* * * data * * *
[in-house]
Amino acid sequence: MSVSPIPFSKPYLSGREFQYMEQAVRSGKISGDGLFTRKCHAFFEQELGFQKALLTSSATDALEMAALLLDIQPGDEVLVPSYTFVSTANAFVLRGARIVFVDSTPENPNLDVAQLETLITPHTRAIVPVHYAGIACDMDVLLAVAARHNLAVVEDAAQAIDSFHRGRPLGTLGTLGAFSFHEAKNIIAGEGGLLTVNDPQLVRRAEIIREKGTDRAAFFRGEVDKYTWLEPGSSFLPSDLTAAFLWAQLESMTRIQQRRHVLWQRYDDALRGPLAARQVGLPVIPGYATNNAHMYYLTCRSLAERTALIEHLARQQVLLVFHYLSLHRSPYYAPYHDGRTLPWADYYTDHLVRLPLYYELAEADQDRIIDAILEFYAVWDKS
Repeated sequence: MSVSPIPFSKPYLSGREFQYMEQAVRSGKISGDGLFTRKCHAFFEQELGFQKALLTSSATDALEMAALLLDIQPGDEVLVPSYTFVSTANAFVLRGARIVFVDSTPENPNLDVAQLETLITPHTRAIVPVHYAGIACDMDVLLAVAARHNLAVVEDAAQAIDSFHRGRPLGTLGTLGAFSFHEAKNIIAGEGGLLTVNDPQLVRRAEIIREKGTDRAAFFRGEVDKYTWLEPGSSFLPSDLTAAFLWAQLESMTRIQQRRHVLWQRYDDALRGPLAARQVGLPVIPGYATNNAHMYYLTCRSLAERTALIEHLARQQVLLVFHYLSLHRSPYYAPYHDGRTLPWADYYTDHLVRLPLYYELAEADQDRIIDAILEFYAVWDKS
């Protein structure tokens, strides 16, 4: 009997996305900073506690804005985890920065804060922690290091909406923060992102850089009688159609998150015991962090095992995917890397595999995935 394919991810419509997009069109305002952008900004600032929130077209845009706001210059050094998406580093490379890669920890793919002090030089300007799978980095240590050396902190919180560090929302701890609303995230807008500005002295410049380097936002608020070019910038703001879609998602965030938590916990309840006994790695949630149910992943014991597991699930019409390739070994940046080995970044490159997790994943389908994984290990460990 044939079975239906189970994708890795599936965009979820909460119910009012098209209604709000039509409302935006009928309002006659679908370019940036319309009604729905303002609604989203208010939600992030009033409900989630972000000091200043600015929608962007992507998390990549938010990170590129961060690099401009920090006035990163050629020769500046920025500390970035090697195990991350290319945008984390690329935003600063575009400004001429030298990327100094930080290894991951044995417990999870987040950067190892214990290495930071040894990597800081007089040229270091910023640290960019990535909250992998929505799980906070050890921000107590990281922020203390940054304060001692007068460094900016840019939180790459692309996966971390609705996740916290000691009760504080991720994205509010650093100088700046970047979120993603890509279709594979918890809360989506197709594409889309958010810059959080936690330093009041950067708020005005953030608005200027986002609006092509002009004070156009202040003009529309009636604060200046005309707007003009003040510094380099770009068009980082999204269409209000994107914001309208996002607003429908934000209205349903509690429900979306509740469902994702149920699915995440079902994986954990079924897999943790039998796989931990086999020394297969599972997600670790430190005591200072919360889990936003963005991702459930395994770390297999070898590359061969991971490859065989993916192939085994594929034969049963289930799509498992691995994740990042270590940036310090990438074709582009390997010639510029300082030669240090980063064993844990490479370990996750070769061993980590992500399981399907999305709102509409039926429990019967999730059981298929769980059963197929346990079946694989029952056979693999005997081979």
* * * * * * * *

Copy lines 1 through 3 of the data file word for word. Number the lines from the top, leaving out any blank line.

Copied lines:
[in-house]
Amino acid sequence: MSVSPIPFSKPYLSGREFQYMEQAVRSGKISGDGLFTRKCHAFFEQELGFQKALLTSSATDALEMAALLLDIQPGDEVLVPSYTFVSTANAFVLRGARIVFVDSTPENPNLDVAQLETLITPHTRAIVPVHYAGIACDMDVLLAVAARHNLAVVEDAAQAIDSFHRGRPLGTLGTLGAFSFHEAKNIIAGEGGLLTVNDPQLVRRAEIIREKGTDRAAFFRGEVDKYTWLEPGSSFLPSDLTAAFLWAQLESMTRIQQRRHVLWQRYDDALRGPLAARQVGLPVIPGYATNNAHMYYLTCRSLAERTALIEHLARQQVLLVFHYLSLHRSPYYAPYHDGRTLPWADYYTDHLVRLPLYYELAEADQDRIIDAILEFYAVWDKS
Repeated sequence: MSVSPIPFSKPYLSGREFQYMEQAVRSGKISGDGLFTRKCHAFFEQELGFQKALLTSSATDALEMAALLLDIQPGDEVLVPSYTFVSTANAFVLRGARIVFVDSTPENPNLDVAQLETLITPHTRAIVPVHYAGIACDMDVLLAVAARHNLAVVEDAAQAIDSFHRGRPLGTLGTLGAFSFHEAKNIIAGEGGLLTVNDPQLVRRAEIIREKGTDRAAFFRGEVDKYTWLEPGSSFLPSDLTAAFLWAQLESMTRIQQRRHVLWQRYDDALRGPLAARQVGLPVIPGYATNNAHMYYLTCRSLAERTALIEHLARQQVLLVFHYLSLHRSPYYAPYHDGRTLPWADYYTDHLVRLPLYYELAEADQDRIIDAILEFYAVWDKS